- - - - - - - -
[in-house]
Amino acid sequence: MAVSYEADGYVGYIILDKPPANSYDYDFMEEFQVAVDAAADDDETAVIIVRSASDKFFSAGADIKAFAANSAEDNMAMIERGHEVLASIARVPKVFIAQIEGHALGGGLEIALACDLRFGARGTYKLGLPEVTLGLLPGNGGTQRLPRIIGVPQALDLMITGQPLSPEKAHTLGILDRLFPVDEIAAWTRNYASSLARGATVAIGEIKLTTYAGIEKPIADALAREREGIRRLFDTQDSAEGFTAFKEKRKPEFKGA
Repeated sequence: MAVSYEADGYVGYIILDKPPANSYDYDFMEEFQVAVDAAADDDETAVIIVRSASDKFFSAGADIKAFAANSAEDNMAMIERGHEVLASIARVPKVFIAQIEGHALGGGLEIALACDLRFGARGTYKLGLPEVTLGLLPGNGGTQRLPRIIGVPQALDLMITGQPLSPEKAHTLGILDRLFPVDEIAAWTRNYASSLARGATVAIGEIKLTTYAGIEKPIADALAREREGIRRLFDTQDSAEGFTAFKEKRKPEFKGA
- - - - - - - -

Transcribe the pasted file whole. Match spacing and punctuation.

[in-house]
Amino acid sequence: MAVSYEADGYVGYIILDKPPANSYDYDFMEEFQVAVDAAADDDETAVIIVRSASDKFFSAGADIKAFAANSAEDNMAMIERGHEVLASIARVPKVFIAQIEGHALGGGLEIALACDLRFGARGTYKLGLPEVTLGLLPGNGGTQRLPRIIGVPQALDLMITGQPLSPEKAHTLGILDRLFPVDEIAAWTRNYASSLARGATVAIGEIKLTTYAGIEKPIADALAREREGIRRLFDTQDSAEGFTAFKEKRKPEFKGA
Repeated sequence: MAVSYEADGYVGYIILDKPPANSYDYDFMEEFQVAVDAAADDDETAVIIVRSASDKFFSAGADIKAFAANSAEDNMAMIERGHEVLASIARVPKVFIAQIEGHALGGGLEIALACDLRFGARGTYKLGLPEVTLGLLPGNGGTQRLPRIIGVPQALDLMITGQPLSPEKAHTLGILDRLFPVDEIAAWTRNYASSLARGATVAIGEIKLTTYAGIEKPIADALAREREGIRRLFDTQDSAEGFTAFKEKRKPEFKGA